Understanding ration cards in Germany

Understanding ration cards in Germany

by Stacy Roman
Stripes Europe

On our first morning after arriving in Germany, my sleep-deprived husband and I stumbled into the commissary to buy some much-needed coffee. With our bag in hand, we went to the register unaware that our purchase would soon be declined. Why? Not because we lacked funding, but a ration card.

Ration cards have been a staple in Germany (and other parts of Europe) since World War II. Rationing was introduced to help prevent over-purchasing high-demand, low-supply goods such as flour, meat, coffee, tobacco and gasoline. Today, rationing in most European countries has all but disappeared. However, because of the Status of Forces Agreement (SOFA) with our host nation, there are still certain items that require a ration card for purchase.

Tobacco, coffee and soluble goods

In Germany, rationing has more to do with taxes than the actual availability of goods. Tobacco, coffee and alcohol are heavily taxed items. In order to prevent resale to the local community without paying taxes, the German government has stipulated rationing in the SOFA. Although purchasing these items at the commissary and shoppette is limited, there are no restrictions when purchasing them on the economy.

Each month, you are limited to:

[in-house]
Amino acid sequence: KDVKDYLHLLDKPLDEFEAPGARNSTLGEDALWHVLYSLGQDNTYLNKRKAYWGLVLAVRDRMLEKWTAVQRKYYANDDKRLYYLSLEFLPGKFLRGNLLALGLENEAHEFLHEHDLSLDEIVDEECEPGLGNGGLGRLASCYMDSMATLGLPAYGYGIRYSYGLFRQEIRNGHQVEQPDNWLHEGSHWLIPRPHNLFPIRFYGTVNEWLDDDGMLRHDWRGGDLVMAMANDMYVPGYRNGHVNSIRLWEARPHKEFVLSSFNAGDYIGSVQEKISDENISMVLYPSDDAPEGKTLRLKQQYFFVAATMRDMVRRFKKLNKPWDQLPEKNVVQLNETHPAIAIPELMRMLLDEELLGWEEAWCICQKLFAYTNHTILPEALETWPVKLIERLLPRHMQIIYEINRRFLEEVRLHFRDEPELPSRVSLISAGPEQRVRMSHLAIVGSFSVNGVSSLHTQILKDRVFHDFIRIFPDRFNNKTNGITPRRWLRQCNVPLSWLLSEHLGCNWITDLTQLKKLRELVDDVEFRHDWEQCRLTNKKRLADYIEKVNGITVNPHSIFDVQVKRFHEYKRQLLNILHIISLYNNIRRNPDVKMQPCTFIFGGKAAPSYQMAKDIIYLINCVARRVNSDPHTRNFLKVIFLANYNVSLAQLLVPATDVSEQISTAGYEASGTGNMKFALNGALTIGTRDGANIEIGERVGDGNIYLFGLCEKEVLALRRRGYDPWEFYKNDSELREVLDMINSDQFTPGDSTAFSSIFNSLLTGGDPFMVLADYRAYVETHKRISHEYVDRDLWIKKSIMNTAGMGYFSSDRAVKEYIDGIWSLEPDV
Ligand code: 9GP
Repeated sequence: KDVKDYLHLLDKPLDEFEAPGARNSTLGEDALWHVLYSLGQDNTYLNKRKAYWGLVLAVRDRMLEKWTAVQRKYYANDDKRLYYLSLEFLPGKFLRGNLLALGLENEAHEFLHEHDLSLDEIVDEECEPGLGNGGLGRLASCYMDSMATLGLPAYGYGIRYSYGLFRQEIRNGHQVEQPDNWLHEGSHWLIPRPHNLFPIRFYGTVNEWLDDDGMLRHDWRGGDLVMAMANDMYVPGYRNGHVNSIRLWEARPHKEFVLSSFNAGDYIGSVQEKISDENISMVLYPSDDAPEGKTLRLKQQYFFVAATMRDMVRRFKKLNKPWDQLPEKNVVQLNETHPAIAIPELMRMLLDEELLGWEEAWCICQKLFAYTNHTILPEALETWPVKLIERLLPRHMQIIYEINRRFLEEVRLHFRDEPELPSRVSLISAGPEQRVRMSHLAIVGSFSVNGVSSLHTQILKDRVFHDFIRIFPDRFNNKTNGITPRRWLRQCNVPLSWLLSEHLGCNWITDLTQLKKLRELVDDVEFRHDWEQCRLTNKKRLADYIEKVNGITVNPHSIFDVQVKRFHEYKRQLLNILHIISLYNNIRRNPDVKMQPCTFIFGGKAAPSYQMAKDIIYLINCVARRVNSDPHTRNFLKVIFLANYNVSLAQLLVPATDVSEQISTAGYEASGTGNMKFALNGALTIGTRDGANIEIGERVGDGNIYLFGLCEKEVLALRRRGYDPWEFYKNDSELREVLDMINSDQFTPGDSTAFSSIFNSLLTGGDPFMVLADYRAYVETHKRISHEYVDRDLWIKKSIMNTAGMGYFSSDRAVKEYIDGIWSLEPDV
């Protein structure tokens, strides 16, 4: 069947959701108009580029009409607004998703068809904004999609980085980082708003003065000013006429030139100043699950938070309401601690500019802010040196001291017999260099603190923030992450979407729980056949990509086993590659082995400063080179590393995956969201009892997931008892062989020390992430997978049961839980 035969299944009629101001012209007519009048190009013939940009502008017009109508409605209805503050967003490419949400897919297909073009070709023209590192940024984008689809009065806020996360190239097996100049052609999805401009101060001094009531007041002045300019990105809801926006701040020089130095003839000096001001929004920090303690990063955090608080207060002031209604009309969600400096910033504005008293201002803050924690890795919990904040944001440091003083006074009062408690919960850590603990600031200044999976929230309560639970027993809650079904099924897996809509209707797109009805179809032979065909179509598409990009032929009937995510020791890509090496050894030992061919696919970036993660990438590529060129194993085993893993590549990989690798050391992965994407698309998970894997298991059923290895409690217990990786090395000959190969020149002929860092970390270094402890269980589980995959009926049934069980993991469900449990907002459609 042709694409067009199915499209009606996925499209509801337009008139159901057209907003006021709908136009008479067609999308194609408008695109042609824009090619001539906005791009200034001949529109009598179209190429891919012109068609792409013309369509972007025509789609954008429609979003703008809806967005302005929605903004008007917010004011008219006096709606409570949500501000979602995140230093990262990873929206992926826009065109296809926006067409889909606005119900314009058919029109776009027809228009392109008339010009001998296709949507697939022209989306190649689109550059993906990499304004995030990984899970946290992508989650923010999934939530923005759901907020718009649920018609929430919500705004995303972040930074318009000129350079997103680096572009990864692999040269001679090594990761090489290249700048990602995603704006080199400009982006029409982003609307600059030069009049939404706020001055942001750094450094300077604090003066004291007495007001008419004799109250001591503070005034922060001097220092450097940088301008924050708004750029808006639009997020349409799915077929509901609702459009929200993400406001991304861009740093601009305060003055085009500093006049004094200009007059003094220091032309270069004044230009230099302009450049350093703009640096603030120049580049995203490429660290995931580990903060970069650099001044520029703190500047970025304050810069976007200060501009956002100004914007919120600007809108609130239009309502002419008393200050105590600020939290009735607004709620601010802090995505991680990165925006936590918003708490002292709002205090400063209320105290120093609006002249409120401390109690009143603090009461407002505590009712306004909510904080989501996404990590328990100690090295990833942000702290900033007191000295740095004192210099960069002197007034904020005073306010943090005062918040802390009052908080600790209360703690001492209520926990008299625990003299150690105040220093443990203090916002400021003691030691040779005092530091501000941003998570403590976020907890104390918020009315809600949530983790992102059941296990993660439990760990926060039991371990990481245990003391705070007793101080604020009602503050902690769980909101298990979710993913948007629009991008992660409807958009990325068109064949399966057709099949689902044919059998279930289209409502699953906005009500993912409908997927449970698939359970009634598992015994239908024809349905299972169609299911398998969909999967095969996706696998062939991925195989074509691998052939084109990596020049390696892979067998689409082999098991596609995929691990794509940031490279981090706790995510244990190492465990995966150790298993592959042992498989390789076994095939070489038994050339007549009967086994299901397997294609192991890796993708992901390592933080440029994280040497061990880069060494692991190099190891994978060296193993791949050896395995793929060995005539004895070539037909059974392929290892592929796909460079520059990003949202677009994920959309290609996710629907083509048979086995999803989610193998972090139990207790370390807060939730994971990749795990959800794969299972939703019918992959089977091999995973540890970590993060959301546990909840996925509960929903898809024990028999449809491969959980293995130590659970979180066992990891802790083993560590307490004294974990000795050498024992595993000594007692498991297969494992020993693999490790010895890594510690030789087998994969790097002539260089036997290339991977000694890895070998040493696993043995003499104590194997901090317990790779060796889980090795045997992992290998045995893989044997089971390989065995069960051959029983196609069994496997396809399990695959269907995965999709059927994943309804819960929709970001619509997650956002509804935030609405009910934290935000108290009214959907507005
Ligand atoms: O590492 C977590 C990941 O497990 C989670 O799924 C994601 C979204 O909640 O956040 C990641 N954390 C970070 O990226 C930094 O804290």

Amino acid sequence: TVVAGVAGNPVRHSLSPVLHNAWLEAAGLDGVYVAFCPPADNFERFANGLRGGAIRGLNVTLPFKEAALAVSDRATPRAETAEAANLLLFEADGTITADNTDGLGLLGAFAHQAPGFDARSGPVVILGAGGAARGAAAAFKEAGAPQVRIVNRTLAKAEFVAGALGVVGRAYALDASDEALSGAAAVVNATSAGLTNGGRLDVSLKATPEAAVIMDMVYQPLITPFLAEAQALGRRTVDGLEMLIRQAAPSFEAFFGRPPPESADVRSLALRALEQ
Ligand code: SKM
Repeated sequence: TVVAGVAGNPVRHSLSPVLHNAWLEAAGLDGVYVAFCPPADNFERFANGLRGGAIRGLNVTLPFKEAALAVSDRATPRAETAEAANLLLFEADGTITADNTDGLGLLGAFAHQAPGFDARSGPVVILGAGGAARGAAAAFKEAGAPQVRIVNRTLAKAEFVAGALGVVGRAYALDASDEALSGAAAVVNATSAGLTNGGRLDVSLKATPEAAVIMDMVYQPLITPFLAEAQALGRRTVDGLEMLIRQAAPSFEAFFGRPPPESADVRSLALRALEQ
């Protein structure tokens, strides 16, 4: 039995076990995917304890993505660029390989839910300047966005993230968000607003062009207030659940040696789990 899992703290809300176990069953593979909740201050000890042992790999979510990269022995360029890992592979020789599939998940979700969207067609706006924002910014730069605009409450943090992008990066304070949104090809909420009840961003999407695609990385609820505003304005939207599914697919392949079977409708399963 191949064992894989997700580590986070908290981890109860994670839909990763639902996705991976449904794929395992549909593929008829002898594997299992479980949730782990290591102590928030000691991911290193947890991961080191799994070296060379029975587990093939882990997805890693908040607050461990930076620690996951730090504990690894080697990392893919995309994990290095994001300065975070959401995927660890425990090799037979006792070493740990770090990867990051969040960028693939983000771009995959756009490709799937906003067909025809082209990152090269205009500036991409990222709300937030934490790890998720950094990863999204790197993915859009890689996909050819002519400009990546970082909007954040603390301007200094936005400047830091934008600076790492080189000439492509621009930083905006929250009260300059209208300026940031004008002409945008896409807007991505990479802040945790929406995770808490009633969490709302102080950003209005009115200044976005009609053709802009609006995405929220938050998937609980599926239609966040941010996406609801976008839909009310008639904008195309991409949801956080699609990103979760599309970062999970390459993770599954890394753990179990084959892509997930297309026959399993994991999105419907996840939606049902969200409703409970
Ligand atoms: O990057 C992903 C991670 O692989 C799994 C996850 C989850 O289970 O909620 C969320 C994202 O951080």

• Four cartons of cigarettes
• Five pounds of coffee grounds or 20 ounces of instant coffee
• Six liters of alcohol

If you didn’t receive your ration card while in-processing, see your unit representative to obtain one. Your ration card is valid for three years from the date of issue, or until the end of the month and year of the sponsor’s date of return from overseas (DEROS). Each family member or dependent age 18 or older may be issued a ration card.

Fuel rations

One of the first things you may have noticed was the seemingly exorbitant price to gas up. In Europe, fuel is another highly taxed commodity. Our SOFA allows us to purchase our gas tax-free and duty-free. Rations are assigned based on the vehicle’s motor size (horsepower), German rating in kilowatts and the German horsepower equivalent, Pferdestärke.

Once your vehicle has been inspected and registered with the USAREUR Vehicle Registration office, you can obtain your fuel card at an AAFES gas station. Fuel cards are assigned to one specific vehicle. If you have two vehicles, you will have a card for each one.  These cards are valid on military installations and Esso stations in Germany only.

If you plan on purchasing fuel off base, you will need to add a pre-paid balance to your card. This allows you to buy gas at the tax-free rate. The balance is shared across all cards issued to the sponsor, so make sure to know your balance before you fuel up. You check pre-paid and ration balances at odin.aafes.com/esso, or look on the bottom of your last receipt. To learn more about fuel rations or to find an Esso station, visit www.aafes.com.


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